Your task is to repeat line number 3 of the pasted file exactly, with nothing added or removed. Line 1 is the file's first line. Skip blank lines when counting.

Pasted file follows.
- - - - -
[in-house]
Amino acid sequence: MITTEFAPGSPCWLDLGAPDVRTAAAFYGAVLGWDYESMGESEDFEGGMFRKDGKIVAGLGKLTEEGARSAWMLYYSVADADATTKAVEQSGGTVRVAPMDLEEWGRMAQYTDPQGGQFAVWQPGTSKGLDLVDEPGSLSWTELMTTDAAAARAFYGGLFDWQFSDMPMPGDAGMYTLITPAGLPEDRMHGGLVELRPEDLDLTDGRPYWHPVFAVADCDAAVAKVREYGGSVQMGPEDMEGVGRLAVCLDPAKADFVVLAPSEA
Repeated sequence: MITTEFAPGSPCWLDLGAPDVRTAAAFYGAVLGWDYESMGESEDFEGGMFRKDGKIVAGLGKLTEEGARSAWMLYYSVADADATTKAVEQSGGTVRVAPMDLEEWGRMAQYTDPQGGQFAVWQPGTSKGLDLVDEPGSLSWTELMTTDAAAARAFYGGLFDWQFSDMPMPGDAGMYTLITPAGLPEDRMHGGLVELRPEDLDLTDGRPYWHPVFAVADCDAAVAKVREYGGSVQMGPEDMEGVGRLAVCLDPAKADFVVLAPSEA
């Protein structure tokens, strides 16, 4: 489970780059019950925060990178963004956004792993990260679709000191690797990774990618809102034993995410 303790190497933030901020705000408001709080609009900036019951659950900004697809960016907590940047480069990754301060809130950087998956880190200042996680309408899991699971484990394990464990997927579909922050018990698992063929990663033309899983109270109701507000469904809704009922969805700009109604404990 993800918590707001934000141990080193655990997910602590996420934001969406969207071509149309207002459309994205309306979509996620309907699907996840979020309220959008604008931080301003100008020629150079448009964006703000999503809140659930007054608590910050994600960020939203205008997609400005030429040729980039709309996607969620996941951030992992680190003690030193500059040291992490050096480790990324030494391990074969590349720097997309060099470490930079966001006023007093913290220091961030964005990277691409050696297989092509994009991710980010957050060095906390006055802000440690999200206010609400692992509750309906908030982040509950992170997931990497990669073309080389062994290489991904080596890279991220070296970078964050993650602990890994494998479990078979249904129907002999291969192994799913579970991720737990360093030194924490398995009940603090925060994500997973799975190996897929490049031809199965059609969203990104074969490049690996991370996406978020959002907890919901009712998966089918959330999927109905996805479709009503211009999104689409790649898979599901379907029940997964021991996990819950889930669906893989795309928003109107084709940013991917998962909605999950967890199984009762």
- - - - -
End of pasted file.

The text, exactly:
Repeated sequence: MITTEFAPGSPCWLDLGAPDVRTAAAFYGAVLGWDYESMGESEDFEGGMFRKDGKIVAGLGKLTEEGARSAWMLYYSVADADATTKAVEQSGGTVRVAPMDLEEWGRMAQYTDPQGGQFAVWQPGTSKGLDLVDEPGSLSWTELMTTDAAAARAFYGGLFDWQFSDMPMPGDAGMYTLITPAGLPEDRMHGGLVELRPEDLDLTDGRPYWHPVFAVADCDAAVAKVREYGGSVQMGPEDMEGVGRLAVCLDPAKADFVVLAPSEA